That would be such an amazing thing to be able to provide to your family. But, what if instead of having kids at 30 years, you had them at 25 years? There would be a great grandparent that could potentially help contribute as well!
That grandchild would then receive $1,224,466! They would get that same $765,358 from their parents, $350,299 from their grandparents and then $108,809 from their great grandparents.
That is the power of compound interest! Collectively, between the parents, grandparents and great grandparents, a total amount of $106,500 was invested for this incredibly lucky grandchild and now they will have the ability to retire, very comfortably, while taking out $48,979/year per the 4% rule.
See – I called this child “lucky” but it’s really not luck at all. It’s nothing more than you are creating a change in the future of your family tree RIGHT NOW! That’s all that it takes. You have the ability to start this incredible tradition to setup your entire family for years and years of success for an infinite amount of time!
If you’re anything like me, you might be questioning the likelihood that generations down the line will actually continue to invest for the future children and continue paying it forward, and I don’t disagree with that concern. You only can control the things that you can control and you need to take peace in the fact that something like that very well could happen.
You theoretically could save over a million dollars for your family and then have it squandered but guess what – you did your part and you are a much better person for it. But providing generational wealth doesn’t just end with giving them a lump sum of cash when they turn 65.
You can do other things like give them a 529 so that they can continue to pursue higher levels of education, whether that’s college for most, private school growing up or maybe even a trade school! The fact is, you’re opening doors that might not have been opened otherwise, but I still don’t think cash is the best way for you to provide this generational wealth.
It’s with education.
Teach a Man to Fish
Have you ever heard of the teach a man to fish quote?
“Give a man a fish and you feed him for a day; teach a man to fish and you feed him for a lifetime.”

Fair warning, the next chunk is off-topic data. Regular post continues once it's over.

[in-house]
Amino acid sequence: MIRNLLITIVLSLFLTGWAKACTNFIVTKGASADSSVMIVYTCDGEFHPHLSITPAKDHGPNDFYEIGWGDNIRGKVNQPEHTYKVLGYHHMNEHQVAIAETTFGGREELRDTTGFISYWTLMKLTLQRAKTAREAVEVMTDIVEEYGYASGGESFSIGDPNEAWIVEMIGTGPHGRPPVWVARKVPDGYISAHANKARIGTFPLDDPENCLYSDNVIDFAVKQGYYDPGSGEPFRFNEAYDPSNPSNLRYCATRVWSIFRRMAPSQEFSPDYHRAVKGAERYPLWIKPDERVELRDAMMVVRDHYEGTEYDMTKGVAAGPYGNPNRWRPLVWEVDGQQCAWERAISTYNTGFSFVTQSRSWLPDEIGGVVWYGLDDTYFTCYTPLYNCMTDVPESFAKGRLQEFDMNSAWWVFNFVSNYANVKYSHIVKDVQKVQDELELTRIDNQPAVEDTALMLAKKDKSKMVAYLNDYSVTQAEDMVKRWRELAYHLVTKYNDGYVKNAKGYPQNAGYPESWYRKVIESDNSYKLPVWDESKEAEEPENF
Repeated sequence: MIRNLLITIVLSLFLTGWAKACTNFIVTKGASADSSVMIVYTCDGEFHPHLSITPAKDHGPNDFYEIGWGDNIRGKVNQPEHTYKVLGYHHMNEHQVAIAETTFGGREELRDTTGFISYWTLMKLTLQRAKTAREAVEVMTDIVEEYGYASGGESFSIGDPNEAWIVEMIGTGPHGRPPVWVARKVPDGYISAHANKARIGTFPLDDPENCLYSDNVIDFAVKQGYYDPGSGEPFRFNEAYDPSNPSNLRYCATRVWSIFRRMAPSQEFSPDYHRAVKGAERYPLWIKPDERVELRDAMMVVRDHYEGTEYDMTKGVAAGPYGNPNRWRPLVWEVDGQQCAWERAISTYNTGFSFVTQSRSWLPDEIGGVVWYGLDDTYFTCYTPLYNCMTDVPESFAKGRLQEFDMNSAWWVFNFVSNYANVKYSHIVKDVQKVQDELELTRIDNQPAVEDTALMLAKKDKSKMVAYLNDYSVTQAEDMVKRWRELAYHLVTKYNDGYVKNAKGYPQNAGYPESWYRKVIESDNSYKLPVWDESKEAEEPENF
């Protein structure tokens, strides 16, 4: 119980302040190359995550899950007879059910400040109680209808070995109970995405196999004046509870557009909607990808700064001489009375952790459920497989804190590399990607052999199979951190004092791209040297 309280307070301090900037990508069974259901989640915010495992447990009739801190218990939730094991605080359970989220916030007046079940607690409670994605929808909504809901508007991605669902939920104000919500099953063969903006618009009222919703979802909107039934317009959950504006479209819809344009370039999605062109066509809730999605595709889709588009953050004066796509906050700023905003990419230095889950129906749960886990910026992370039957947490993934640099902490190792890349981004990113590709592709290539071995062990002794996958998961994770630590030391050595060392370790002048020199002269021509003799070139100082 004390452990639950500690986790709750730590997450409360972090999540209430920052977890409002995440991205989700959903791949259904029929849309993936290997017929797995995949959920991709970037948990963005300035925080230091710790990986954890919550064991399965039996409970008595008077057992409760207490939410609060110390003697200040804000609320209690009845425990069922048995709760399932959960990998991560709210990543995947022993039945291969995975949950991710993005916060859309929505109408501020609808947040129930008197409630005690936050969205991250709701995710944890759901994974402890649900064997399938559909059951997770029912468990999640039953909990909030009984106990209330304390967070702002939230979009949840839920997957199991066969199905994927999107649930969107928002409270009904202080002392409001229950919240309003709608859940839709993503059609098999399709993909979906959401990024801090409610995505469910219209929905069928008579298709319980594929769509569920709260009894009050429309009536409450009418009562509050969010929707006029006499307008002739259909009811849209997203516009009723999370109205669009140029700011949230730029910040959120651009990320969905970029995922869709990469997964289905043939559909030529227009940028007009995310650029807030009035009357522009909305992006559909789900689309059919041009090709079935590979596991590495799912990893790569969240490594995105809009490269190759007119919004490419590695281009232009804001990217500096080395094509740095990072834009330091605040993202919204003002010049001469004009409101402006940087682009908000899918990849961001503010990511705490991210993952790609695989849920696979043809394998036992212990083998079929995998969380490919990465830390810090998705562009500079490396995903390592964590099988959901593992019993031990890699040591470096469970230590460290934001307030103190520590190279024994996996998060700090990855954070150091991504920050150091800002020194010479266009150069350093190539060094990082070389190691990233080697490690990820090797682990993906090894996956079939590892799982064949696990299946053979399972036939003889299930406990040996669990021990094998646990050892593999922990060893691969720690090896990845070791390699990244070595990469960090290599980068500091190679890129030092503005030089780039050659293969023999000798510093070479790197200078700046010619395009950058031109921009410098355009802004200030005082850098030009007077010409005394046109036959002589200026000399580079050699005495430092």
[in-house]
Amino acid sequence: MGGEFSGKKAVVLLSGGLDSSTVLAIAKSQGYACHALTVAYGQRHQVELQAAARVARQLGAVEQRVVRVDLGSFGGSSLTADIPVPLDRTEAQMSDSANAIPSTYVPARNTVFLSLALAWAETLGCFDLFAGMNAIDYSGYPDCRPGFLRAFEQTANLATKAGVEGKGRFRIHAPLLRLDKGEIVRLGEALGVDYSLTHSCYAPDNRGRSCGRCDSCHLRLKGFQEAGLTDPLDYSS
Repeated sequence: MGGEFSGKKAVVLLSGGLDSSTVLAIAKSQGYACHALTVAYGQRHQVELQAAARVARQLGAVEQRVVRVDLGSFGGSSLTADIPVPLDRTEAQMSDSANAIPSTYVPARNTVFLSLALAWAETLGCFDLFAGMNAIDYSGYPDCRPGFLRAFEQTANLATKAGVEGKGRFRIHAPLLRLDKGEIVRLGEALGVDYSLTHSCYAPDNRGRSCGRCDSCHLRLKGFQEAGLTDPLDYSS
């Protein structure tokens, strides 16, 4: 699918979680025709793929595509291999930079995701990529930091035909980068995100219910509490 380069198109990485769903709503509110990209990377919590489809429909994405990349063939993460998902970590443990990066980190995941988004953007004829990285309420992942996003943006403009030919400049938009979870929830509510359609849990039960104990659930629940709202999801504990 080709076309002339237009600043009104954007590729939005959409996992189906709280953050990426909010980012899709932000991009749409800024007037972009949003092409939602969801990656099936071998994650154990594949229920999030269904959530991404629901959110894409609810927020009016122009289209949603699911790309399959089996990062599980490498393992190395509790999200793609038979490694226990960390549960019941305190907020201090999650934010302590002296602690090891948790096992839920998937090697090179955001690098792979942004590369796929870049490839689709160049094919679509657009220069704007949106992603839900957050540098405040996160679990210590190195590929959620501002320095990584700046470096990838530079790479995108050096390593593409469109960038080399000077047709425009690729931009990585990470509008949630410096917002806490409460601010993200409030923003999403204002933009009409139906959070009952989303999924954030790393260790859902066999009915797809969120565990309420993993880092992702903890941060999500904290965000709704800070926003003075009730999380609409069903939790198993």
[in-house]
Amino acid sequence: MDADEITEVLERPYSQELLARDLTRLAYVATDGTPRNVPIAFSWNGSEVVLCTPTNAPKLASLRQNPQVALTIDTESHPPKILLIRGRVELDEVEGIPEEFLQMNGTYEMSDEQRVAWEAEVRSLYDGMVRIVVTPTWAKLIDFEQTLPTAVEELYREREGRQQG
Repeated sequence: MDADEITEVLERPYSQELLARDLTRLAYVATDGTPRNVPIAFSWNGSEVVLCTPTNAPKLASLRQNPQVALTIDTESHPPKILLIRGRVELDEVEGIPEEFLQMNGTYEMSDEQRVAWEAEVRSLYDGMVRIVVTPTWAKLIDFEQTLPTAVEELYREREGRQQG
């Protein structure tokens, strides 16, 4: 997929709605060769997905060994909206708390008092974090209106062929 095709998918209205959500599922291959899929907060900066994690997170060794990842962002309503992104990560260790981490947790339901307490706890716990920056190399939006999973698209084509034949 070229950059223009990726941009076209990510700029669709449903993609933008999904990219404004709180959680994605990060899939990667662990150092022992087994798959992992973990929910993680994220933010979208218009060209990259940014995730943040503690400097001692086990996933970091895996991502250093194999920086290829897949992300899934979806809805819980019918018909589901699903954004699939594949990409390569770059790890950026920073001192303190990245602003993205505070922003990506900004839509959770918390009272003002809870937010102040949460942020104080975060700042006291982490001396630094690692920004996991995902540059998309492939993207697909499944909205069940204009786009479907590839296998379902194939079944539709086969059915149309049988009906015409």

I think this applies so well in this situation. It’s not just about monetarily providing for your family, it’s about providing them education so that they can apply it years and years down the road, teach their own family and friends, and continue spreading the great knowledge that you bestowed onto them.
I know, this is going to sound awful, but what if I had this great plan to invest for my kids until I was 90 but something awful happened and I passed away at age 35? There goes that plan, right?
Well, first off, thankfully I have term life insurance (and if you don’t but you have a family then you’re making one of the most irresponsible, selfish decisions someone could make) so that will cover some of the expenses, but I can no longer implement this awesome plan that I had for great great great great grandchildren!
But what I would have had, is a few years to really teach my children about personal finance. Yes, they’re likely too young to really understand personal finance and numbers, but you can never implement saving at too young of an age.
Now, I’ll admit, I am a new father, so I really have no idea how I am going to do a lot of this “teaching” per se, but I do know some things that I plan to implement:
- Teach them the value of savings with interest
- Of course, I am going to have to skew this drastically because telling them if they keep their $10 of birthday money in a high yield savings account then they will have an extra $.13 in a year isn’t going to move the needle. Maybe I’ll do it with bedtime. I’ll say something like they can stay up past their bedtime a total of 20 minutes in a week but if they wait until the weekend, it will build interest up to 30 minutes!
- Obviously, I understand that interest doesn’t work this way, but I am teaching them that if they hold onto this valuable ‘stay up late time’ then it’s worth more in the future, so, don’t blow it now!
- Teach them the value of a 401k
- “Ok Andy – you just went from the value of savings to a 401k”
- I know, I know…lol. But it all goes together. When they start working, I will teach them about a company match. If they earn $10 mowing the yard, maybe I’ll tell them that if they save half of it until they’re 18 then I will also put in $5 for them for when they turn 18. I’m sure that this won’t immediately work and it will take some time and coaching, but these are the types of lessons that I want to instill in my child. I mean, not maxing out your 401k match is the biggest 401k match that someone can make in my eyes. I mean, it’s a 1600% ROI. So…yeah, you could say it’s kind of a big deal.
Like I mentioned initially, I definitely don’t have all the answers and am just starting to try to figure things out myself, but I will teach them the basics – the backbreaker of having debt, the importance of compound interest and how it relates to investing, the mindset of creating assets instead of bringing on liabilities, and then the best ways to avoid (not evade) taxes by utilizing tax-advantaged accounts like a 401k, IRA, HSA, 529 for their own children and so on!
I definitely don’t have the answers but I do have a plan. A plan that I am acting on right now. My son is very young and I just got him a book called “Bath Time Math Time”.
He doesn’t even know what other people look like (thanks, COVID) but he’s going to know his dang numbers! Or at least I am going to try to get him to know them!
Maybe he’s going to resent me for all this math that I’m putting on him at such a young age. That’s fine. I’ll just keep that little $765,358 that I saved for him…. ?